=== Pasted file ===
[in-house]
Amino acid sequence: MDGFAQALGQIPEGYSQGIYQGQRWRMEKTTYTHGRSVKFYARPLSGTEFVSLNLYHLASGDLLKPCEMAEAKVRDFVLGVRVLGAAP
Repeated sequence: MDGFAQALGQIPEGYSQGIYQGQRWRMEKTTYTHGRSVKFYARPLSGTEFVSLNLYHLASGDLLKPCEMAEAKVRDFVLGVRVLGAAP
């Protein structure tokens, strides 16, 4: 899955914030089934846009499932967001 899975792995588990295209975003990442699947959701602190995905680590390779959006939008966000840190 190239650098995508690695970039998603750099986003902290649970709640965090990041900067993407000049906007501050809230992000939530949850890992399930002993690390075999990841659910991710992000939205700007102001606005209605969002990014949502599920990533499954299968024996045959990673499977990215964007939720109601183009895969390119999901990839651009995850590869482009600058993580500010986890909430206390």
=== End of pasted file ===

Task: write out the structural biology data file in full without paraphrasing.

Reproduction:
[in-house]
Amino acid sequence: MDGFAQALGQIPEGYSQGIYQGQRWRMEKTTYTHGRSVKFYARPLSGTEFVSLNLYHLASGDLLKPCEMAEAKVRDFVLGVRVLGAAP
Repeated sequence: MDGFAQALGQIPEGYSQGIYQGQRWRMEKTTYTHGRSVKFYARPLSGTEFVSLNLYHLASGDLLKPCEMAEAKVRDFVLGVRVLGAAP
């Protein structure tokens, strides 16, 4: 899955914030089934846009499932967001 899975792995588990295209975003990442699947959701602190995905680590390779959006939008966000840190 190239650098995508690695970039998603750099986003902290649970709640965090990041900067993407000049906007501050809230992000939530949850890992399930002993690390075999990841659910991710992000939205700007102001606005209605969002990014949502599920990533499954299968024996045959990673499977990215964007939720109601183009895969390119999901990839651009995850590869482009600058993580500010986890909430206390």